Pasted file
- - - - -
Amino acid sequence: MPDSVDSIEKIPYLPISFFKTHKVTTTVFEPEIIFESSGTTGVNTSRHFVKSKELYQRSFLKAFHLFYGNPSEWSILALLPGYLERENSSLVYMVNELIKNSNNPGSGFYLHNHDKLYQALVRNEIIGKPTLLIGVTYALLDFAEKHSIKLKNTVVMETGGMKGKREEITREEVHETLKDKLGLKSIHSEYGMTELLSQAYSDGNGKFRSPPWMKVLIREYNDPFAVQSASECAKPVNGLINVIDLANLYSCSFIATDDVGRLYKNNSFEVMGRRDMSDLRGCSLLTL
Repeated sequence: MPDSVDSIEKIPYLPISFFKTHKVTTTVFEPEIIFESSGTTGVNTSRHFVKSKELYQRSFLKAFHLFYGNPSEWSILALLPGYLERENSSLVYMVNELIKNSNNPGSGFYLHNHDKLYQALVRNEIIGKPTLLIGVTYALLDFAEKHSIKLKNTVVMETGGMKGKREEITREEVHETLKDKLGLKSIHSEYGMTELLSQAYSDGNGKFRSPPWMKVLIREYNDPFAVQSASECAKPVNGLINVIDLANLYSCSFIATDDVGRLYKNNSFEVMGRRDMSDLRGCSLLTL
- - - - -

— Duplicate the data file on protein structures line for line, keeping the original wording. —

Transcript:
Amino acid sequence: MPDSVDSIEKIPYLPISFFKTHKVTTTVFEPEIIFESSGTTGVNTSRHFVKSKELYQRSFLKAFHLFYGNPSEWSILALLPGYLERENSSLVYMVNELIKNSNNPGSGFYLHNHDKLYQALVRNEIIGKPTLLIGVTYALLDFAEKHSIKLKNTVVMETGGMKGKREEITREEVHETLKDKLGLKSIHSEYGMTELLSQAYSDGNGKFRSPPWMKVLIREYNDPFAVQSASECAKPVNGLINVIDLANLYSCSFIATDDVGRLYKNNSFEVMGRRDMSDLRGCSLLTL
Repeated sequence: MPDSVDSIEKIPYLPISFFKTHKVTTTVFEPEIIFESSGTTGVNTSRHFVKSKELYQRSFLKAFHLFYGNPSEWSILALLPGYLERENSSLVYMVNELIKNSNNPGSGFYLHNHDKLYQALVRNEIIGKPTLLIGVTYALLDFAEKHSIKLKNTVVMETGGMKGKREEITREEVHETLKDKLGLKSIHSEYGMTELLSQAYSDGNGKFRSPPWMKVLIREYNDPFAVQSASECAKPVNGLINVIDLANLYSCSFIATDDVGRLYKNNSFEVMGRRDMSDLRGCSLLTL